Although a prominent figure of the Revolution War, Alvaro Obregón was not buried like Venustiano Carranza, Francisco I. Madero, Plutarco Elías Calles, Lázaro Cárdenas, and Francisco Villa in the columns of the Mexican Revolution Monument in Mexico City, but his remains rest in Huatabampo, in his natal state of Sonora.
As a homage to President Obregón’s place of birth, and as a nod to his Irish ancestry, I was looking for a recipe from Sonora that could be compared to an Irish dish, and found this Caldo de Queso (literally “cheese broth”), a very traditional soup in the state of Sonora. Because it calls for potatoes in addition to cheese, I thought it would be easy to find an Irish recipe for a cheese and potato soup; I found recipes for “Irish Beer Cheese Soup”, some with croutons, other with potatoes, but I learned that they are really more of an adaptation of medieval beer soups that probably originated elsewhere in Europe, and I could not verify if they are actually favoured in Ireland. I decided to try one anyway; using an Irish lager (for example, Harp™), and a mature white cheddar cheese (somewhat similar to a Dubliner), I did not feel too bad calling it “Irish-Beer Cheese Soup”, like that, with the hyphenation, just to make sure I am not insulting authentic Irish cuisine.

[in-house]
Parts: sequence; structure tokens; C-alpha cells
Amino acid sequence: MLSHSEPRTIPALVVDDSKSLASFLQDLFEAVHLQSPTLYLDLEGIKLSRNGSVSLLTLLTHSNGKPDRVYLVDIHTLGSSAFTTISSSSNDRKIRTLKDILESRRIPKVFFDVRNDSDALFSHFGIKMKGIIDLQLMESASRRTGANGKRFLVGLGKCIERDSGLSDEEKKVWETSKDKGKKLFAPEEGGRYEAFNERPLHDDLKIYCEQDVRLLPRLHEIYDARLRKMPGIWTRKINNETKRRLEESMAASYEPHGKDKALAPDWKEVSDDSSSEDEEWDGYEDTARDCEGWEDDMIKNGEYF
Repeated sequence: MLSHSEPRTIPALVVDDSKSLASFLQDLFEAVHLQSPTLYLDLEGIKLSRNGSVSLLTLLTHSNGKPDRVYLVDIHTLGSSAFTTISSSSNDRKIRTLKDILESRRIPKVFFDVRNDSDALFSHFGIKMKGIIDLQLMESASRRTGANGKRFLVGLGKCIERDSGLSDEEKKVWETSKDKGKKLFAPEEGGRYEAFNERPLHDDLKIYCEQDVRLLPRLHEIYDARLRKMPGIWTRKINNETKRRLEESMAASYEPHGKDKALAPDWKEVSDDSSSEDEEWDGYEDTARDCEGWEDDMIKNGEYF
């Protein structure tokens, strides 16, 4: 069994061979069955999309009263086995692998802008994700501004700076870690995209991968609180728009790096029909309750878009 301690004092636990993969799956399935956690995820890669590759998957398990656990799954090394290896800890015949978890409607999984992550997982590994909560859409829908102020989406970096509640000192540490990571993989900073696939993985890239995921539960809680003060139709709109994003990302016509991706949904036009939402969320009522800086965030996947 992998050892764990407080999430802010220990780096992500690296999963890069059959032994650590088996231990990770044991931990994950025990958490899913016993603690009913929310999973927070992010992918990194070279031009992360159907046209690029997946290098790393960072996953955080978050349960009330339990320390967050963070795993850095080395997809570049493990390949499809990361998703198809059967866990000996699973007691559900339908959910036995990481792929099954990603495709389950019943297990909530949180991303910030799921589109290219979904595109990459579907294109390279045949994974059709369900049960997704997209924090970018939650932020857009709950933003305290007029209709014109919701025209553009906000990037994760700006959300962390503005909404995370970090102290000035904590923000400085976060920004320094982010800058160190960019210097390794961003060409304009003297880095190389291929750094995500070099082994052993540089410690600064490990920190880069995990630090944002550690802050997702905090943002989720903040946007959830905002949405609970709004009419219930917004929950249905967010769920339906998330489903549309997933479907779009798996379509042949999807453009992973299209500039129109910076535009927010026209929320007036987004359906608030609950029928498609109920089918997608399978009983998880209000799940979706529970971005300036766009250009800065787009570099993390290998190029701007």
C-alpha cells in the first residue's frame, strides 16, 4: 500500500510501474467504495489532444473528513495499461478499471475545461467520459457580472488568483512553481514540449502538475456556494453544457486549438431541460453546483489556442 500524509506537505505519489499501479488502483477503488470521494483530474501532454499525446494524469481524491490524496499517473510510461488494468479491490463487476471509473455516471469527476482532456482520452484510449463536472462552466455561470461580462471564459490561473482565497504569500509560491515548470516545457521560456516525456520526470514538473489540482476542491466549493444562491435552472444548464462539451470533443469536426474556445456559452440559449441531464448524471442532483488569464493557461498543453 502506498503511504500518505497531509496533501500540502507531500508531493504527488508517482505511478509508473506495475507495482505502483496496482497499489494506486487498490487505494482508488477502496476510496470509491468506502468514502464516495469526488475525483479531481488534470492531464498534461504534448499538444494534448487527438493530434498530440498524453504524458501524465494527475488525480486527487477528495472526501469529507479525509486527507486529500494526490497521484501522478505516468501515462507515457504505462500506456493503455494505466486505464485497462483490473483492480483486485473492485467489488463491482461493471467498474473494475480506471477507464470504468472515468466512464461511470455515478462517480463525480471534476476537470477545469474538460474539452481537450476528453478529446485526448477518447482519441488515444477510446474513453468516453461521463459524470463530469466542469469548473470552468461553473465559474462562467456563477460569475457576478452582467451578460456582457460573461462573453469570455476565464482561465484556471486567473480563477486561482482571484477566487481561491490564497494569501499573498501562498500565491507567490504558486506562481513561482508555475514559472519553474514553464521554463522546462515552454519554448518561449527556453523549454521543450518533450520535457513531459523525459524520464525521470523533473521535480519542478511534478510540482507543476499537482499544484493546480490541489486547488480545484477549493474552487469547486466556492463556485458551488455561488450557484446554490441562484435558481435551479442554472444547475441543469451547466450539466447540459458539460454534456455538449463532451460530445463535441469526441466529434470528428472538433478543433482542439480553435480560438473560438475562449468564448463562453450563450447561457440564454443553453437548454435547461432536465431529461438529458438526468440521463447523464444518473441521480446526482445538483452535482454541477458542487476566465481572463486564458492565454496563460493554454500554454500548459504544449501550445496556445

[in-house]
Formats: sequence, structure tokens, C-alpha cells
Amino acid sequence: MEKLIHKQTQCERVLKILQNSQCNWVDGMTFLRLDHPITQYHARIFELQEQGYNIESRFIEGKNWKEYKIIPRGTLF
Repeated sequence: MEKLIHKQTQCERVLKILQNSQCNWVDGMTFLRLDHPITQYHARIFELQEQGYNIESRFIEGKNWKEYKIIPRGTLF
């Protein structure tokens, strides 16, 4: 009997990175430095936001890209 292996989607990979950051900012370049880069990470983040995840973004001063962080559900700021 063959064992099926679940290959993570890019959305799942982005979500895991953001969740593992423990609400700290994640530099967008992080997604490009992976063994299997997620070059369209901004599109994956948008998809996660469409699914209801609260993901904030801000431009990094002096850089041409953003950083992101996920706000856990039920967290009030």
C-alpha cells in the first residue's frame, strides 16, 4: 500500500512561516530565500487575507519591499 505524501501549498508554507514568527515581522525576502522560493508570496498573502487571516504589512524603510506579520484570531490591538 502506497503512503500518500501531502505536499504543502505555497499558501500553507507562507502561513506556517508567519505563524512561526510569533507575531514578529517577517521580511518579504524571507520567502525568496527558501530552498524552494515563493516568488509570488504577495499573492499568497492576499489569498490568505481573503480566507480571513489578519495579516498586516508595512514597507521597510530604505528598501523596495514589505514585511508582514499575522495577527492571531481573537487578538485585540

Sonora Style Cheese Soup – Caldo de queso
Printable recipe: Sonora Style Cheese Soup
Ingredients (for 6 portions)
½ lb (225 g) fresh cheese, such as Sonora regional (or panela, or even Indian paneer); cubed
1 tomato; washed, halved, stem spots removed
¼ white onion; peeled
2 cloves garlic; peeled, and finely chopped
3 green chili peppers, such as Anaheim (or poblano, or bell green); washed
2-3 white potatoes; washed
½ cup evaporated milk
4 cups water
2 tbsp oil
Salt, to taste
Optional, to serve:
Hot pepper flakes, such as chiltepín
Grate one half of the tomato, cut side down, pushing gently down to leave the skin behind; repeat with the second half (photo below, left). Reserve pulp, and discard stem spots and skins (photo below, right):
In a similar manner, grate onion, and reserve, along with finely chopped garlic (photo below, left). Roast, peel and slice green chili peppers (click here for detailed directions), and reserve (photo below, right):
In a pot, warm up oil over medium heat; add onions and garlic and cook for one minute, then add grated tomatoes (photo below, left). Stir to combine, reduce heat to low, then allow to cook, covered for ten minutes (photo below, right):
Meanwhile, place four cups of water in a large container. Peel potatoes, cut them into cubes, placing the chunks in the water as they are being cut, to avoid browning (photo below, left). After the ten minutes, uncover pot, and return heat to medium; scoop potatoes from the water, and add to the tomato mix (photo below, right):
Stir to combine for one minute, then add the water from soaking the potatoes to the pot (photo below, left). Bring to boil, then cover the pot (photo below, right):
Reduce heat to a simmer, and cook for five to ten minutes, until potatoes are fork-tender (photo below, left). Add pepper strips (photo below, right):
At this point, the heat is kept low, so the soup is hot but not boiling, so the dairy with not separate when added to the broth. Incorporate cubed cheese (photo below, left), then slowly add milk, stirring gently (photo below, right):
Anaheim peppers are generally mild, so people in Sonora like to spice up their cheese soup with dry chiltepín peppers (photo below, left). If using, offer at the table, so each person may sprinkle on their bowl of soup, to taste (photo below, right):
Irish-Beer Cheese Soup